Cash, who turns 37 tomorrow, becomes the youngest active manager in the majors, and the youngest manager hired since A.J. Hinch (Arizona Diamondbacks) in 2009, according to Stats LLC. He spent the past two seasons (2013-14) as the bullpen coach for the Cleveland Indians, working with a pitching staff that set the major league strikeout record (1,450) in 2014. Prior to joining the Indians, he spent the 2012 season as a major league advance scout for the Toronto Blue Jays.
A veteran catcher of eight major league seasons, Cash becomes the first former Rays player to be named Rays manager and joins former Chicago White Sox skipper Ozzie Guillen as the only former Rays to manage at the major league level. He appeared in 13 games with the Devil Rays in 2005, and all but 20 games in his career were spent in the American League East. In addition to the Rays, he played for the Toronto Blue Jays (2002-04), Boston Red Sox (2007-08, 2010), New York Yankees (2009) and Houston Astros (2010). Cash was part of two World Champion teams (2007 Red Sox, 2009 Yankees) and appeared in the 2008 ALCS against the Rays.
Cash becomes the sixth Tampa-born manager in major league history, and the second for the Rays, joining Lou Piniella (who Cash played for in 2005), Hall of Famers Al Lopez and Tony La Russa, Dave Miley and John Hart. A Tampa native, Kevin played in the 1989 Little League World Series for Tampa Northside, graduated from Gaither High School in 1997 and played three seasons as an infielder for Florida State University including a trip to the 1999 College World Series.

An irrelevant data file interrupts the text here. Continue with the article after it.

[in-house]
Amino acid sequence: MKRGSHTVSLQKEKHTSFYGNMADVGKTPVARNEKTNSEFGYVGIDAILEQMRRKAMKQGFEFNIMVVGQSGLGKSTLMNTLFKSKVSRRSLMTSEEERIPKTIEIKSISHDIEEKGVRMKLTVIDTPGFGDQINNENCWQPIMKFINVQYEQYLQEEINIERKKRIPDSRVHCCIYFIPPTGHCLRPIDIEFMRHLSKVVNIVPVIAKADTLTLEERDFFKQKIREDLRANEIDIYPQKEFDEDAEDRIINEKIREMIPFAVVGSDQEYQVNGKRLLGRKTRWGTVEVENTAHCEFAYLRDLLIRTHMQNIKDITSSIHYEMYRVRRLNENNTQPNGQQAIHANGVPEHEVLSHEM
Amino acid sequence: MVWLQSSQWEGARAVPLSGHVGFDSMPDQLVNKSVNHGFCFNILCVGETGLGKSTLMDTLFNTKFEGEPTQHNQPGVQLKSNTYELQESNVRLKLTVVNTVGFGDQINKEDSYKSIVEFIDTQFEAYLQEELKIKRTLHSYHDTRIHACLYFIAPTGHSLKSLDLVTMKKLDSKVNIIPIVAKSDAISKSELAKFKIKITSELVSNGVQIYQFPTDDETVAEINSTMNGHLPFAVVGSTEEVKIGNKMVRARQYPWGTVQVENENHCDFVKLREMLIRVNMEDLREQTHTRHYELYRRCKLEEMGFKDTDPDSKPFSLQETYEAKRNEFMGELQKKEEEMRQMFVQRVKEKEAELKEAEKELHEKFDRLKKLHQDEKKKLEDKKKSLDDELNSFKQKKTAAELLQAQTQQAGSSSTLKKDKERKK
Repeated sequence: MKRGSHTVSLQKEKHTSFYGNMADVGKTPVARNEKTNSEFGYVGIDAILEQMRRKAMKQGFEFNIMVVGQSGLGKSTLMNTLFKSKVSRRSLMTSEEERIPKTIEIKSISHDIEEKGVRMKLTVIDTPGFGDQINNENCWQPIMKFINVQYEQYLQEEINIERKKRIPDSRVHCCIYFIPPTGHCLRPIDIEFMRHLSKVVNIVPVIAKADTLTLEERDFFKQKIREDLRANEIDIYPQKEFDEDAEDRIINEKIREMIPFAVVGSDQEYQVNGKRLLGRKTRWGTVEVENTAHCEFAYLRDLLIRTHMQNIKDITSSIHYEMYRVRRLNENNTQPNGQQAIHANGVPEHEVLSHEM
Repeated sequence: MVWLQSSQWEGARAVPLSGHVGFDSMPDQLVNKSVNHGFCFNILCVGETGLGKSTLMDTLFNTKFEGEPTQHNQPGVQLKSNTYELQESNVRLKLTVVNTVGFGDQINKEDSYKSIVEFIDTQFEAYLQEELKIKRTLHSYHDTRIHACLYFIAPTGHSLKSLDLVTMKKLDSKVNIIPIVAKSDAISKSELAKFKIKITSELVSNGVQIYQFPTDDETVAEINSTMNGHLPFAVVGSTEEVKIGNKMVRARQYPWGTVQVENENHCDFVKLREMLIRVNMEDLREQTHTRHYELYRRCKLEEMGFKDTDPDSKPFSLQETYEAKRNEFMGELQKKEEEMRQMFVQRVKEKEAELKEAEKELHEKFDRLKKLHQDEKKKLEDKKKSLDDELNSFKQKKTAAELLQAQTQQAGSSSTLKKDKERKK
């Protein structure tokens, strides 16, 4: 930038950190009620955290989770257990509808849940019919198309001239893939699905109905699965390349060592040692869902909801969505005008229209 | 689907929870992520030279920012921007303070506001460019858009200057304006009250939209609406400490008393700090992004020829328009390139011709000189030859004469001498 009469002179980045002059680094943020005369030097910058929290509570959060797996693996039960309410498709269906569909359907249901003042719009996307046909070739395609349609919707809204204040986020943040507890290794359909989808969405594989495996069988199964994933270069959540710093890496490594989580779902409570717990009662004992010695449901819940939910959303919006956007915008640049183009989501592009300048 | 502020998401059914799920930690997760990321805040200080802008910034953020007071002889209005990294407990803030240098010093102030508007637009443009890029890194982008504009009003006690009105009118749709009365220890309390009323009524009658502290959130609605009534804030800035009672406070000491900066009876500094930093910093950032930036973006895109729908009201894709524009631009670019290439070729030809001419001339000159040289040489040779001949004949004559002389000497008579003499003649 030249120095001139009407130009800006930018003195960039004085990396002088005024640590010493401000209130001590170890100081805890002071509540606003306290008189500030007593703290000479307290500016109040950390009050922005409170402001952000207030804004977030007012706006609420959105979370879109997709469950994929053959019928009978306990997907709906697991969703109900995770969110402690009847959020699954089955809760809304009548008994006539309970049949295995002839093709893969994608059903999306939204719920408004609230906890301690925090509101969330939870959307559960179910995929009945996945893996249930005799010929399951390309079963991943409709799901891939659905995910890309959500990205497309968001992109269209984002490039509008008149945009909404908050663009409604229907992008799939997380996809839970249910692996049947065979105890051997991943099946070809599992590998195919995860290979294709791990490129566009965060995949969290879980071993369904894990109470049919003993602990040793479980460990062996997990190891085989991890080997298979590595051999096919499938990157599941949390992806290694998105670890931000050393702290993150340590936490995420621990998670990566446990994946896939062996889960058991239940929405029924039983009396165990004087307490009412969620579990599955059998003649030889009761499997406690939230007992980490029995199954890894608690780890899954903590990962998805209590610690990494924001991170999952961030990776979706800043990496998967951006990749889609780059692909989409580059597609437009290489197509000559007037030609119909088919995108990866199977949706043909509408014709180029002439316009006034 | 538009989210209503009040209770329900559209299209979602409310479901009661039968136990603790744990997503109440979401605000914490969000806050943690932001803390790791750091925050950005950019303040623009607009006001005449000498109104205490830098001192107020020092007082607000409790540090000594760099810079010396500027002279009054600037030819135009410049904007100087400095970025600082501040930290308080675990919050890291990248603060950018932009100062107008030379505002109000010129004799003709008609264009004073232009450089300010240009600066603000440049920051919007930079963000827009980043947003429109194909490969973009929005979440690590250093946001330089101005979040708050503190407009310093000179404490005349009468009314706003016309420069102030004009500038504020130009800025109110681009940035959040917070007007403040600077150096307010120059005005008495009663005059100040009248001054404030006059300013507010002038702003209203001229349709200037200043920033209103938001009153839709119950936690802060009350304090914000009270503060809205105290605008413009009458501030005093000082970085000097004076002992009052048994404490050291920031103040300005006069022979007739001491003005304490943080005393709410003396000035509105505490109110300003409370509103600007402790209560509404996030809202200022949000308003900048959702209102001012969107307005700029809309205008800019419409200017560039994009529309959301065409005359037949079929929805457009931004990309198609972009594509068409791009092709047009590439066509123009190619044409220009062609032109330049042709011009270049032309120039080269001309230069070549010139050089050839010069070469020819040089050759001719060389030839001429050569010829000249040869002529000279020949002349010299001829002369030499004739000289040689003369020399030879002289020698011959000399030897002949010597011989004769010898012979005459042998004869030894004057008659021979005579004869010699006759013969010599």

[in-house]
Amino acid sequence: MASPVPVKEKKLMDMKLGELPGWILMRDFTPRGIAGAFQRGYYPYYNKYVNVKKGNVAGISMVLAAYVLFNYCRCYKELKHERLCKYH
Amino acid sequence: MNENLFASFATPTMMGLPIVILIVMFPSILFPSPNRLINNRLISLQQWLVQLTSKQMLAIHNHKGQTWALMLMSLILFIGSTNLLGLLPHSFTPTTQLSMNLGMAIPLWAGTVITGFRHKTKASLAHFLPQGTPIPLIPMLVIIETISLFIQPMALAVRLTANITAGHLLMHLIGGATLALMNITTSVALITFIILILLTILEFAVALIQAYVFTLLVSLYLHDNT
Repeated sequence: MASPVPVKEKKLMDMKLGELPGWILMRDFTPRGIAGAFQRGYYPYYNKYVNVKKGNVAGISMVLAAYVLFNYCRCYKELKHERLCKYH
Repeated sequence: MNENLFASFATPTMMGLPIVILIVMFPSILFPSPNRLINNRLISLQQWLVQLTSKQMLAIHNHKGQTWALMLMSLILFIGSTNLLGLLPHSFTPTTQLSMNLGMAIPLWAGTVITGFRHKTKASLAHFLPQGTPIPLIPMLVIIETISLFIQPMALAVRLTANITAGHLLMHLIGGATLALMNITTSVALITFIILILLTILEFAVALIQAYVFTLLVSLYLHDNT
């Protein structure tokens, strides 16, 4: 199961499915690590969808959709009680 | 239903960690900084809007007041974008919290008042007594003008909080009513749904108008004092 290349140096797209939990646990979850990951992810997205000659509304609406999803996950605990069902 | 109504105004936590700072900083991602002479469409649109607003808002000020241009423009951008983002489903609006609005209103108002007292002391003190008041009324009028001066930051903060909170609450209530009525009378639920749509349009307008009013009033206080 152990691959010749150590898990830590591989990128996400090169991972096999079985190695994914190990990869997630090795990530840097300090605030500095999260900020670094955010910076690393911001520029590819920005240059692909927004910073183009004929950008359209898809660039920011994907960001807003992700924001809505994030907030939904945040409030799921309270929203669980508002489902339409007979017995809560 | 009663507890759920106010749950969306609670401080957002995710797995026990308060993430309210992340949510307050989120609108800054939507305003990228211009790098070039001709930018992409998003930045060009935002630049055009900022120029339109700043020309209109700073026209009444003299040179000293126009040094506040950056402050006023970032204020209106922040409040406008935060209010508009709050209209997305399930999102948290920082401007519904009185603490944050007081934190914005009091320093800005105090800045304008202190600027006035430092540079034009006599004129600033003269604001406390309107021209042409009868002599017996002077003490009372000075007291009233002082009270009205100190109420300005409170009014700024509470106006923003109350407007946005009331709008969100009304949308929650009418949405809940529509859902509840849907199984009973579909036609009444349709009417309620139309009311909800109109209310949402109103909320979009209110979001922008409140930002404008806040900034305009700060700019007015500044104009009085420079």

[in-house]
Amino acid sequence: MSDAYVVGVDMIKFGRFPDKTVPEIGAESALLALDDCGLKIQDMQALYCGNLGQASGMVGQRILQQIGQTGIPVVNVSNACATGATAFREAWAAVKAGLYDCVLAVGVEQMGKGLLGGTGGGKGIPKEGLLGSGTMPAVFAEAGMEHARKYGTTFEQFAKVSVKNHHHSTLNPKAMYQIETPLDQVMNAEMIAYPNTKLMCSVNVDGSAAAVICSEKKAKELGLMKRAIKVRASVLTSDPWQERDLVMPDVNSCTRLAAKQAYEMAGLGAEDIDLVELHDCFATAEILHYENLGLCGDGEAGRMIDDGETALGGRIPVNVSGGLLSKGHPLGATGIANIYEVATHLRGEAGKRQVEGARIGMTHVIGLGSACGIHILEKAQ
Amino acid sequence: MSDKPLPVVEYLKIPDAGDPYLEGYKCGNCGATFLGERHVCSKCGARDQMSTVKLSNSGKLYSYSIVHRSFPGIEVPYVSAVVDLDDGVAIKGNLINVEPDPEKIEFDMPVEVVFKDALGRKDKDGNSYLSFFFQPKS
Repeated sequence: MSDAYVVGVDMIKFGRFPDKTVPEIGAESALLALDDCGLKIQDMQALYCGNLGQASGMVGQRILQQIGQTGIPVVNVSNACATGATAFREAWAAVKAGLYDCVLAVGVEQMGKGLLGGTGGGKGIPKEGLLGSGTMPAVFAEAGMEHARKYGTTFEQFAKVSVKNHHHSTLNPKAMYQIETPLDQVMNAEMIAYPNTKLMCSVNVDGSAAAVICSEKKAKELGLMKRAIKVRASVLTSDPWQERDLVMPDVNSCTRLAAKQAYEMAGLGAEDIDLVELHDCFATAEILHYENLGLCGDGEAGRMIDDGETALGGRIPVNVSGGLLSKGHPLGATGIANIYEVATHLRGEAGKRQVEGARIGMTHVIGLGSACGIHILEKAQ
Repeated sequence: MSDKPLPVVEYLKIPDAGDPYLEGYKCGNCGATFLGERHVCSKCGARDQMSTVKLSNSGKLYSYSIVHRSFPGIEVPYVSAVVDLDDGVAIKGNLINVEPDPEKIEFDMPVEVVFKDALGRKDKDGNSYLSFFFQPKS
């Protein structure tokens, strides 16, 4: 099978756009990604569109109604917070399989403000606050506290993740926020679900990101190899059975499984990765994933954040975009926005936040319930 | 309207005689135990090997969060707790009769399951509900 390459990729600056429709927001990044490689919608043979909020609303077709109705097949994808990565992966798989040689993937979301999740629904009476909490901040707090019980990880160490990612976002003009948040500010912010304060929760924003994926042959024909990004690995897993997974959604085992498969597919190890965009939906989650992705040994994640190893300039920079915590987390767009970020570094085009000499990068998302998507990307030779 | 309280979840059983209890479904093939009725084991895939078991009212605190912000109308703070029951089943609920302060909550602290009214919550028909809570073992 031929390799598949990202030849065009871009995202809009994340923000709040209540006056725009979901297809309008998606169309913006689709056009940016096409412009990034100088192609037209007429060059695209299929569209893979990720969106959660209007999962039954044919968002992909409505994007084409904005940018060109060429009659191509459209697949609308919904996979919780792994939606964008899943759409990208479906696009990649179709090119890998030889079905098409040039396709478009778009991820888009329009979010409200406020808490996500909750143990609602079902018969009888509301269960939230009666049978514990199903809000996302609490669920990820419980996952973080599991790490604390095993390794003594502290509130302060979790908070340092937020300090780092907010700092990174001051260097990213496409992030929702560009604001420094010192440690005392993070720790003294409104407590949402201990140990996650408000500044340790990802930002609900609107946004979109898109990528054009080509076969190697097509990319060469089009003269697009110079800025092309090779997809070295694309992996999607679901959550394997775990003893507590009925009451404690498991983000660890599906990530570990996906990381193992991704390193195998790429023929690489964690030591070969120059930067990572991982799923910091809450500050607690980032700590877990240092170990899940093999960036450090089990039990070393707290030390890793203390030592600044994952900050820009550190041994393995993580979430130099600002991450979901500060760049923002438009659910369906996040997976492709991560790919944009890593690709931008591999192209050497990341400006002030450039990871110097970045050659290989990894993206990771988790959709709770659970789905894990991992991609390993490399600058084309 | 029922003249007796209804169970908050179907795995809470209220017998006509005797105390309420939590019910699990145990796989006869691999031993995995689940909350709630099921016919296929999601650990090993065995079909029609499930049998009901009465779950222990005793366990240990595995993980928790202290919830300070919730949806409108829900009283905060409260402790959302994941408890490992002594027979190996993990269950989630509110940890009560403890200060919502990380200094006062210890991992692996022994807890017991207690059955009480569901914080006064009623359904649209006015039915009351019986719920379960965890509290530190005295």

After going undrafted in 1999, he played for the Falmouth Commodores in the Cape Cod League. When both the team’s primary catchers suffered injuries that summer, he volunteered to convert to catcher and went on to earn team MVP honors. In August, he signed with the Toronto Blue Jays as an undrafted free agent.
Kevin and his wife, Emily, have three children: daughters Camden (8) and Ella (6) and son J.D. (1).
Rays Managerial History
Larry Rothschild 1998-2001 205-294 (.411)
Hal McRae 2001-02 113-196 (.369)
Lou Piniella 2003-05 200-285 (.412)
Joe Maddon 2006-14 754-705 (.517)
Kevin Cash 2015- x
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(St. Petersburg, FL) Joe Maddon may have left, but the Tampa Bay Rays will continue to host Thanksmas for the ninth consecutive year, December 15-19, at the Salvation Army Shelters in St. Petersburg, Tampa, Bradenton, the Sallie House in St. Petersburg, the Homeless Emergency Project in Clearwater and the Coalition for the Homeless of Central Florida in Orlando.
Over the past eight years, Thankmas has served approximately 7,000 individuals in need and provided many with clothing and shoes. The Rays will provide and serve either lunch or dinner to each of the shelters. In 2013, as a result of donations from generous Rays fans and fundraising efforts, Thanksmas also presented more than $20,000 to the Salvation Army centers in St. Petersburg, Tampa and Bradenton, the Sallie House and the Homeless Emergency Project.